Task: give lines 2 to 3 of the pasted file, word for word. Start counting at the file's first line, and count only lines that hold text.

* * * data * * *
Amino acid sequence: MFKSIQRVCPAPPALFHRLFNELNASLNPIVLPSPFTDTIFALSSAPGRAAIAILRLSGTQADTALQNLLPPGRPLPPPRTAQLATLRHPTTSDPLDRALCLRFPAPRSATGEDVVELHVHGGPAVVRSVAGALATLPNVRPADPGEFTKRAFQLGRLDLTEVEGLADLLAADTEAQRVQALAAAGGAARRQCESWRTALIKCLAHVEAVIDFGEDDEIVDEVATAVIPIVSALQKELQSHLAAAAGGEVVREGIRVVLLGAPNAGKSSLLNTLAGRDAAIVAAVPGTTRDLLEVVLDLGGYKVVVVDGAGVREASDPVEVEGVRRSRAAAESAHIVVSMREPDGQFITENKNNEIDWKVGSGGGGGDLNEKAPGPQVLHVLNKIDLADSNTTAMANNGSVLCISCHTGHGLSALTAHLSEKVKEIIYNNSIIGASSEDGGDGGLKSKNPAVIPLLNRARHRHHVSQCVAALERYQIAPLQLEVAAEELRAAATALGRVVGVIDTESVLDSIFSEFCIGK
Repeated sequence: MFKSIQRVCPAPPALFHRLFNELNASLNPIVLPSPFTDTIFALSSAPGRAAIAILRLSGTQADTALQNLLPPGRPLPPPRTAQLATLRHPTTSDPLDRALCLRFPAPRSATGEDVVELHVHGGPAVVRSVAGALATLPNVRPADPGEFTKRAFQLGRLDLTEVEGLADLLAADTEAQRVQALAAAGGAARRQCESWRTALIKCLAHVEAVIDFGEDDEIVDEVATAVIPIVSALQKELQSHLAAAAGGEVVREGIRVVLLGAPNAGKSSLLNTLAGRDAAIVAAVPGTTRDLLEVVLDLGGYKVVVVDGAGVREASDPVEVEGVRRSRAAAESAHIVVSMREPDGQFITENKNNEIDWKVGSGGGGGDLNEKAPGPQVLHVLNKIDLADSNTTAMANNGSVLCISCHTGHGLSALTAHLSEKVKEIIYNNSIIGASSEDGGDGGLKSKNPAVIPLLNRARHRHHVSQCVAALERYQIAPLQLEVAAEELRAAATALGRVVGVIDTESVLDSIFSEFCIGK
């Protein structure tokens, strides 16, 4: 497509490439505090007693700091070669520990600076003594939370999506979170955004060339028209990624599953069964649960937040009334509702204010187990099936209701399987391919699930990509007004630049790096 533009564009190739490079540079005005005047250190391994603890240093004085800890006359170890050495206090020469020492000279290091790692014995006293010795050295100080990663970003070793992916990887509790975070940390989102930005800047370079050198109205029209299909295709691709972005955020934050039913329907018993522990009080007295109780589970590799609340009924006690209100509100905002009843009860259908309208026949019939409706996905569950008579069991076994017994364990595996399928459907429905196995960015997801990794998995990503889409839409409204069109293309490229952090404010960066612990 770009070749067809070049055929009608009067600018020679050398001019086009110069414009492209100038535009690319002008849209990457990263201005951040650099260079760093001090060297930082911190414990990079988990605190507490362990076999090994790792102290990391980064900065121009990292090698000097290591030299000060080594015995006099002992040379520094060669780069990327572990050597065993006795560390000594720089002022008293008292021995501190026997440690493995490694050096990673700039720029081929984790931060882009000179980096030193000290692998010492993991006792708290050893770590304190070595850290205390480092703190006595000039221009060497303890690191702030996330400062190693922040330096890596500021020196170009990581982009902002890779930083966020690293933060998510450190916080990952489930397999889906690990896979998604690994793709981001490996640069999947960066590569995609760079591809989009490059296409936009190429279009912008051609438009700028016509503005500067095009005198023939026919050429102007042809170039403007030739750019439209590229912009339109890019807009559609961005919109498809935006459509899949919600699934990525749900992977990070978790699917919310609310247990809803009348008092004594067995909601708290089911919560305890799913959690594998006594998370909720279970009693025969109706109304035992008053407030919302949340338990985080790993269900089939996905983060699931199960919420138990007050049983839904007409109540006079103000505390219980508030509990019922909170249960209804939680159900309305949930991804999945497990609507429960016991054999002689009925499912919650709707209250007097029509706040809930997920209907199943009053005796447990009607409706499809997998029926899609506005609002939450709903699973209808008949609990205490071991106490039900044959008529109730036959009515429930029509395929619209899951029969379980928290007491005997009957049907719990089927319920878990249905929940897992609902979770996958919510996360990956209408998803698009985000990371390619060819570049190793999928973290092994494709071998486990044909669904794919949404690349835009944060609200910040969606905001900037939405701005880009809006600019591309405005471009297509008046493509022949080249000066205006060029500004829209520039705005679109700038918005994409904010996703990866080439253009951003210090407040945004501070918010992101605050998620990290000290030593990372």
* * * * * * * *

Repeated sequence: MFKSIQRVCPAPPALFHRLFNELNASLNPIVLPSPFTDTIFALSSAPGRAAIAILRLSGTQADTALQNLLPPGRPLPPPRTAQLATLRHPTTSDPLDRALCLRFPAPRSATGEDVVELHVHGGPAVVRSVAGALATLPNVRPADPGEFTKRAFQLGRLDLTEVEGLADLLAADTEAQRVQALAAAGGAARRQCESWRTALIKCLAHVEAVIDFGEDDEIVDEVATAVIPIVSALQKELQSHLAAAAGGEVVREGIRVVLLGAPNAGKSSLLNTLAGRDAAIVAAVPGTTRDLLEVVLDLGGYKVVVVDGAGVREASDPVEVEGVRRSRAAAESAHIVVSMREPDGQFITENKNNEIDWKVGSGGGGGDLNEKAPGPQVLHVLNKIDLADSNTTAMANNGSVLCISCHTGHGLSALTAHLSEKVKEIIYNNSIIGASSEDGGDGGLKSKNPAVIPLLNRARHRHHVSQCVAALERYQIAPLQLEVAAEELRAAATALGRVVGVIDTESVLDSIFSEFCIGK
């Protein structure tokens, strides 16, 4: 497509490439505090007693700091070669520990600076003594939370999506979170955004060339028209990624599953069964649960937040009334509702204010187990099936209701399987391919699930990509007004630049790096 533009564009190739490079540079005005005047250190391994603890240093004085800890006359170890050495206090020469020492000279290091790692014995006293010795050295100080990663970003070793992916990887509790975070940390989102930005800047370079050198109205029209299909295709691709972005955020934050039913329907018993522990009080007295109780589970590799609340009924006690209100509100905002009843009860259908309208026949019939409706996905569950008579069991076994017994364990595996399928459907429905196995960015997801990794998995990503889409839409409204069109293309490229952090404010960066612990 770009070749067809070049055929009608009067600018020679050398001019086009110069414009492209100038535009690319002008849209990457990263201005951040650099260079760093001090060297930082911190414990990079988990605190507490362990076999090994790792102290990391980064900065121009990292090698000097290591030299000060080594015995006099002992040379520094060669780069990327572990050597065993006795560390000594720089002022008293008292021995501190026997440690493995490694050096990673700039720029081929984790931060882009000179980096030193000290692998010492993991006792708290050893770590304190070595850290205390480092703190006595000039221009060497303890690191702030996330400062190693922040330096890596500021020196170009990581982009902002890779930083966020690293933060998510450190916080990952489930397999889906690990896979998604690994793709981001490996640069999947960066590569995609760079591809989009490059296409936009190429279009912008051609438009700028016509503005500067095009005198023939026919050429102007042809170039403007030739750019439209590229912009339109890019807009559609961005919109498809935006459509899949919600699934990525749900992977990070978790699917919310609310247990809803009348008092004594067995909601708290089911919560305890799913959690594998006594998370909720279970009693025969109706109304035992008053407030919302949340338990985080790993269900089939996905983060699931199960919420138990007050049983839904007409109540006079103000505390219980508030509990019922909170249960209804939680159900309305949930991804999945497990609507429960016991054999002689009925499912919650709707209250007097029509706040809930997920209907199943009053005796447990009607409706499809997998029926899609506005609002939450709903699973209808008949609990205490071991106490039900044959008529109730036959009515429930029509395929619209899951029969379980928290007491005997009957049907719990089927319920878990249905929940897992609902979770996958919510996360990956209408998803698009985000990371390619060819570049190793999928973290092994494709071998486990044909669904794919949404690349835009944060609200910040969606905001900037939405701005880009809006600019591309405005471009297509008046493509022949080249000066205006060029500004829209520039705005679109700038918005994409904010996703990866080439253009951003210090407040945004501070918010992101605050998620990290000290030593990372």